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Gerhard Richter

Overpainted Photographs

April 9–June 8, 2019
Davies Street, London

Installation video Play Button

Installation video

Installation view Artwork © Gerhard Richter 2019 (09042019). Photo: Lucy Dawkins

Installation view

Artwork © Gerhard Richter 2019 (09042019). Photo: Lucy Dawkins

Installation view Artwork © Gerhard Richter 2019 (09042019). Photo: Lucy Dawkins

Installation view

Artwork © Gerhard Richter 2019 (09042019). Photo: Lucy Dawkins

Installation view Artwork © Gerhard Richter 2019 (09042019). Photo: Lucy Dawkins

Installation view

Artwork © Gerhard Richter 2019 (09042019). Photo: Lucy Dawkins

Installation view Artwork © Gerhard Richter 2019 (09042019). Photo: Lucy Dawkins

Installation view

Artwork © Gerhard Richter 2019 (09042019). Photo: Lucy Dawkins

Installation view Artwork © Gerhard Richter 2019 (09042019). Photo: Lucy Dawkins

Installation view

Artwork © Gerhard Richter 2019 (09042019). Photo: Lucy Dawkins

Works Exhibited

Gerhard Richter, MV. 92, 2011 Lacquer on color photograph, 4 × 5 ⅞ inches (10 × 15 cm)© Gerhard Richter 2019 (15032019)

Gerhard Richter, MV. 92, 2011

Lacquer on color photograph, 4 × 5 ⅞ inches (10 × 15 cm)
© Gerhard Richter 2019 (15032019)

Gerhard Richter, MV. 98, 2011 Lacquer on color photograph, 4 × 5 ⅞ inches (10 × 15 cm)© Gerhard Richter 2019 (04042019)

Gerhard Richter, MV. 98, 2011

Lacquer on color photograph, 4 × 5 ⅞ inches (10 × 15 cm)
© Gerhard Richter 2019 (04042019)

Gerhard Richter, 4.1.89, 1989 Oil on color photograph, 5 × 6 ⅞ inches (12.7 × 17.5 cm)© Gerhard Richter 2019 (10042019). Photo: Lucy Dawkins

Gerhard Richter, 4.1.89, 1989

Oil on color photograph, 5 × 6 ⅞ inches (12.7 × 17.5 cm)
© Gerhard Richter 2019 (10042019). Photo: Lucy Dawkins

Gerhard Richter, MV. 45, 2011 Lacquer on color photograph, 4 × 5 ⅞ inches (10 × 15 cm)© Gerhard Richter 2019 (10042019). Photo: Lucy Dawkins

Gerhard Richter, MV. 45, 2011

Lacquer on color photograph, 4 × 5 ⅞ inches (10 × 15 cm)
© Gerhard Richter 2019 (10042019). Photo: Lucy Dawkins

Gerhard Richter, Firenze (29.1.2000), 2000 Oil on color photograph, 4 ¾ × 4 ¾ inches (12 × 12 cm)© Gerhard Richter 2019 (10042019). Photo: Lucy Dawkins

Gerhard Richter, Firenze (29.1.2000), 2000

Oil on color photograph, 4 ¾ × 4 ¾ inches (12 × 12 cm)
© Gerhard Richter 2019 (10042019). Photo: Lucy Dawkins

About

Now there’s painting on one side and photography—that is, the picture as such—on the other. Photography has almost no reality; it is almost 100 percent picture. And painting always has reality: you can touch the paint; it has presence; but it always yields a picture. . . . I once took some small photographs and then smeared them with paint. That partly resolved the problem, and it’s really good—better than anything I could ever say on the subject.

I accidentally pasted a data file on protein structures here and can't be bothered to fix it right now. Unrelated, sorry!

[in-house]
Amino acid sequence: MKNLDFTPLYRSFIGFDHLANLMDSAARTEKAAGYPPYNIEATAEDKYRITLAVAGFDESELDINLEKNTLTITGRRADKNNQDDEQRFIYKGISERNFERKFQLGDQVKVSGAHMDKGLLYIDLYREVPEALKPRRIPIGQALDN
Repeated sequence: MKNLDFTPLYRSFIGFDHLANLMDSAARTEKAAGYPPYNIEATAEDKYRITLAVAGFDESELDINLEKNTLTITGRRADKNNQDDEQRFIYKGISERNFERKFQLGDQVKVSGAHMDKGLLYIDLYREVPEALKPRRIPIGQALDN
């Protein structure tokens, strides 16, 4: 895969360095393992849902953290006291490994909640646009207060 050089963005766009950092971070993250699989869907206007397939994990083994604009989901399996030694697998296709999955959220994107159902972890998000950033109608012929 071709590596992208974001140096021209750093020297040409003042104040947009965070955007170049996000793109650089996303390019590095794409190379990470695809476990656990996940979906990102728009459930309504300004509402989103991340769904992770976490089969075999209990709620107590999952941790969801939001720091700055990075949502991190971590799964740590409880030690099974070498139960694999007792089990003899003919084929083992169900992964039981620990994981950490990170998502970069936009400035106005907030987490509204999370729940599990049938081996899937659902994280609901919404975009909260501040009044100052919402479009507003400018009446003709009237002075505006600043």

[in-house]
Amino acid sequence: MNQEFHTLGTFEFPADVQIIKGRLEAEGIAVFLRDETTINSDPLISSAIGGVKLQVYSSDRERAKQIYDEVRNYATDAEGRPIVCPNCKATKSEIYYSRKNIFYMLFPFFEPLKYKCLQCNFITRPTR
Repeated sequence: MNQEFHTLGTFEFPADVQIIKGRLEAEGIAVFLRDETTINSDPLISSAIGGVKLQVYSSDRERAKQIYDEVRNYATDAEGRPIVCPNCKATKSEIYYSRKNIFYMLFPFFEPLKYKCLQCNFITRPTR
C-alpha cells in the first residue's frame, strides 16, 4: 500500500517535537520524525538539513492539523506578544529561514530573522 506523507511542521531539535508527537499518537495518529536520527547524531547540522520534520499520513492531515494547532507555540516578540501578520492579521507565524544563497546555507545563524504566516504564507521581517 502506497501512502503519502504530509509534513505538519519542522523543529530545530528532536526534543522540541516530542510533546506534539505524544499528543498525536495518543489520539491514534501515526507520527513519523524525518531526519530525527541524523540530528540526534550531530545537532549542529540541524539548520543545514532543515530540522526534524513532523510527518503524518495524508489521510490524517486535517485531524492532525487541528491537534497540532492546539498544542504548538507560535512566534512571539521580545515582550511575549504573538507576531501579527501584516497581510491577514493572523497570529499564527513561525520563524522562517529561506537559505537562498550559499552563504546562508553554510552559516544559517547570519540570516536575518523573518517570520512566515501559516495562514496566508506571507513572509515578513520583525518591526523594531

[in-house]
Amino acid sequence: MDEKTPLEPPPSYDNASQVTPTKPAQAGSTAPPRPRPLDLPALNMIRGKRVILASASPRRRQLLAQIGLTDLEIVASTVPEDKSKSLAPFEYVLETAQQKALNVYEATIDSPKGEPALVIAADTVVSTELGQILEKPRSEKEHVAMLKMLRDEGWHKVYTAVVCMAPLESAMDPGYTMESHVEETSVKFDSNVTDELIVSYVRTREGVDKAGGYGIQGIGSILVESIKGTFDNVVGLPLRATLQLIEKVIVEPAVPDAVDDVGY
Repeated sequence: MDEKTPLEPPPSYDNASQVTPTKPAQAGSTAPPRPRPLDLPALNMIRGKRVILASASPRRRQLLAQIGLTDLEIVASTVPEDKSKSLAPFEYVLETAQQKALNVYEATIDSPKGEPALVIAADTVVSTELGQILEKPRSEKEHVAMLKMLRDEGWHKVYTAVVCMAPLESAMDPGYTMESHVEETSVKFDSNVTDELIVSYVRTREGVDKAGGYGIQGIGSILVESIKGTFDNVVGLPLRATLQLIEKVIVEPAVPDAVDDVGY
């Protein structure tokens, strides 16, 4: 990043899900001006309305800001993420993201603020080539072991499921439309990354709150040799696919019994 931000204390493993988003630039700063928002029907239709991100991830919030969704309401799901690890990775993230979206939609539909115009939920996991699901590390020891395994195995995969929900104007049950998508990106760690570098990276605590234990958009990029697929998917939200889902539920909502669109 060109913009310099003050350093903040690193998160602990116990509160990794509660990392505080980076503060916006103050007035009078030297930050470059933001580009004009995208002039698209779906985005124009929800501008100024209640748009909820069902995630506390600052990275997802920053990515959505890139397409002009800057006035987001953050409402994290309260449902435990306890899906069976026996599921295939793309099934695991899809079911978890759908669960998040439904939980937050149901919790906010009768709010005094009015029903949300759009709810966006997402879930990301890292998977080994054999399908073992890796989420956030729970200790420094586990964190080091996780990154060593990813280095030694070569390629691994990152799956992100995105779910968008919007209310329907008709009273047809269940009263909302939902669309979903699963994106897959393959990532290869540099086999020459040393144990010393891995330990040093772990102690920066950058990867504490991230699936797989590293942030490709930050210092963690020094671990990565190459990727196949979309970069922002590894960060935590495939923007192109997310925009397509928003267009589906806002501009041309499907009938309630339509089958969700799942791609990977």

—Gerhard Richter

Gagosian is pleased to present overpainted photographs by Gerhard Richter.

Throughout his long and eminent career, Richter has expanded the potential of image making through a dialogue between old and new media. He began painting over photographs in the mid-1980s, at the very moment when New York Neo-Conceptual artists were engaging with questions of image appropriation and reproduction, and the German Neo-Expressionists were focusing rather on the sheer emotionality of paint. Richter has continued to bridge these two lines of inquiry into the present day, probing their tensions as photographic technologies become increasingly pervasive. Unlike his photo paintings of the 1960s (in which he translated found and personal photographs into arrestingly lifelike, out-of-focus paintings), the works in this exhibition retain their status as printed photographs—made with light rather than the artist’s hand—yet they are complicated by the application of paint, which merges photographic reproduction with abstract materiality.

Included in the exhibition are works from Museum Visit (2011), Richter’s largest series of overpainted photographs, comprising over two hundred individual images. Taken during a visit to Tate Modern in London during the run-up to Panorama, his retrospective at the museum in 2011–12, the photographs capture the flux of visitors throughout a single day in a handful of specific locations. Richter narrates the increasing flow of visitors with different paint colors, obscuring areas with the squeegees he uses for his distinctive smeared abstractions. Screens of white communicate when there are few people in the galleries, and bright and bold colors indicate when the crowds and subsequent activity grow.

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